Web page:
UK should make Eid and Diwali public holidays, MP argues

People dressed as the gods Lord Ganesha and Goddess Lakshmi walk through the streets during the Hindu festival of Diwali on November 13, 2012 in Leicester.

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The UK should show that it "embraces" the Muslim and Hindu faiths by making Eid and Diwali public holidays, Conservative MP Bob Blackman has said.

Mr Blackman is championing an e-petition demanding the change in Parliament, after it was signed by more than 120,000 people.

Muslims and Hindus should have "the most important days in their faiths recognised in law", the petition says.

The government has already rejected the e-petitioners' request.

In its response to the petition, the government said: "We are very aware of the importance of these festivals which are widely celebrated in the UK.

"Whilst we appreciate a new national holiday may benefit some communities and sectors, the cost to the economy remains considerable and any changes to the current arrangements would not take place without a full consultation."

'Bigger considerations'

Mr Blackman pressed ministers to reconsider during a debate in the House of Commons' secondary debating chamber of Westminster Hall.

He said the government's concern about cost was "valid".

The MP for Harrow East said: "According to the Centre for Economics and Business Research, each public holiday costs £2.3bn per day due to a loss of retail, commercial services, and other industries.

"So we're looking at an overall economic cost of just under £5bn if the Muslim faith and the Hindu faith were to be given one specified public holiday each, if the estimate is correct."

Bob Blackman There were "bigger considerations" at stake than cost alone, Mr Blackman said

But, he continued, the think tank had also estimated that annual output would be raised by £19bn "if all public holidays were scrapped".

"That's not likely to happen. I can't believe any government would every dare to decide to cancel Christmas," Mr Blackman said.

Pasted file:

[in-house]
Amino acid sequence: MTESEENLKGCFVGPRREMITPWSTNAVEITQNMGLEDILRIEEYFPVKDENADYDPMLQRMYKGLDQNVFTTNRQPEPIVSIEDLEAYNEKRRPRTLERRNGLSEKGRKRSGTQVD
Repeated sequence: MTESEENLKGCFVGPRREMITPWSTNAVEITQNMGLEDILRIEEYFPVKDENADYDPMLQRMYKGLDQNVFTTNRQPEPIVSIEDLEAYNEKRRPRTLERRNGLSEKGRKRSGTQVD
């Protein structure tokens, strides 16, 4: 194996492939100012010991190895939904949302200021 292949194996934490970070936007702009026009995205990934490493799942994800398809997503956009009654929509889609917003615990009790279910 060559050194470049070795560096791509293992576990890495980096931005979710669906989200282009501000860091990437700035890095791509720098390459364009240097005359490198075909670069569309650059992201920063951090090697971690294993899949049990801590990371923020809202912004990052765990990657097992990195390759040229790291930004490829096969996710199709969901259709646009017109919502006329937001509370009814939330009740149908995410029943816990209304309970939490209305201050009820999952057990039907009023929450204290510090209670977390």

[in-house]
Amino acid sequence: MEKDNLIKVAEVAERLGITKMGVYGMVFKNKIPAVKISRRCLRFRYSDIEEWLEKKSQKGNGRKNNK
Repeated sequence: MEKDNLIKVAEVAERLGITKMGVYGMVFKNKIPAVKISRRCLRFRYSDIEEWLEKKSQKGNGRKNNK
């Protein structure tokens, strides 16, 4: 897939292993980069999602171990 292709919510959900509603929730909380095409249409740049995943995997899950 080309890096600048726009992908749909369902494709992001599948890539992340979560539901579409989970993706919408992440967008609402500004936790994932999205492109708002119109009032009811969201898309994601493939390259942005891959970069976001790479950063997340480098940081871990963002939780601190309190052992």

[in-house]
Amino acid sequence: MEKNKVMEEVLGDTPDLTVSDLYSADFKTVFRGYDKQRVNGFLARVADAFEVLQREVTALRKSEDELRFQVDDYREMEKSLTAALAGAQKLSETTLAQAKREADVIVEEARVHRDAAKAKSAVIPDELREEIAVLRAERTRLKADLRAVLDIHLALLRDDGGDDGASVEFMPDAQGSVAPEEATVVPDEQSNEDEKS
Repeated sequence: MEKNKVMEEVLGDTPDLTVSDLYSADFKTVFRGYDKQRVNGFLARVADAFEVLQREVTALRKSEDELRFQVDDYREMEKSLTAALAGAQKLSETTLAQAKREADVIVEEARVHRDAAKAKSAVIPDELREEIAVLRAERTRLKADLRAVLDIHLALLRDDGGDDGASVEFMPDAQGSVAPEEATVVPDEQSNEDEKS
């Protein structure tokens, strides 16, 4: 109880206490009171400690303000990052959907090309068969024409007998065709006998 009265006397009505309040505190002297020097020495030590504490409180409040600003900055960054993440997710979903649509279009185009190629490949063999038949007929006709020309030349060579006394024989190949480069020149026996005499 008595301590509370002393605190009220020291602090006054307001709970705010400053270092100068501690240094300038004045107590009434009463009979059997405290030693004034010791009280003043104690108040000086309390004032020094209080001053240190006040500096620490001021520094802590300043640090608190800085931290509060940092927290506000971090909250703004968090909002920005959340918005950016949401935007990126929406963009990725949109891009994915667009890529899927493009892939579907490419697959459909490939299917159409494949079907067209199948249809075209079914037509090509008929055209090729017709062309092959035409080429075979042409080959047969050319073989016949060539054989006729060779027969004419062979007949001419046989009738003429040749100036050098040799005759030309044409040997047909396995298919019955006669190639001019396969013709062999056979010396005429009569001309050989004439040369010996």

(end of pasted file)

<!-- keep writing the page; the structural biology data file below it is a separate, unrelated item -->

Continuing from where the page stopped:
"So we can't make a case for or against further public holidays just on the basis of money. If we did, we wouldn't have any public holidays at all."

There were "bigger considerations", he argued.

"Wouldn't it be a statement that we as a nation embrace these religions, and the people who hold them dear, and we are ready to recognise their place in our society?

"Creating these public holidays would be an important step towards promoting the understanding and tolerance of different faiths - not just at home, but abroad too.

"We want other nations to look to the UK for a good example of positive integration, and for highly skilled prospective immigrants to consider coming to our country with a sense that their faith is a respected part of their identity."

Westminster Hall Few MPs attended the debate, which coincided with a Commons statement from PM David Cameron on Ukraine and Gaza

But Business Minister Jenny Willott was not persuaded by the MP's case.

"We are very lucky in this country to have such a hugely diverse and mixed and vibrant society that we all benefit from," she told MPs.

"Faith groups play a hugely important role in making life better for other people and making communities a better place for people to live."

But she emphasised ministers' concern about cost, and concluded: "The government does not believe that there should be a public holiday to mark these particular occasions.

"I know that will disappoint some people."

If an e-petition gets 10,000 signatures, it is eligible for a written response from the government, which is published alongside the original petition on the government's e-petitions website.

If it reaches as many as 100,000 signatures, a parliamentary committee will consider whether it merits a Commons debate if an MP wants to propose one.

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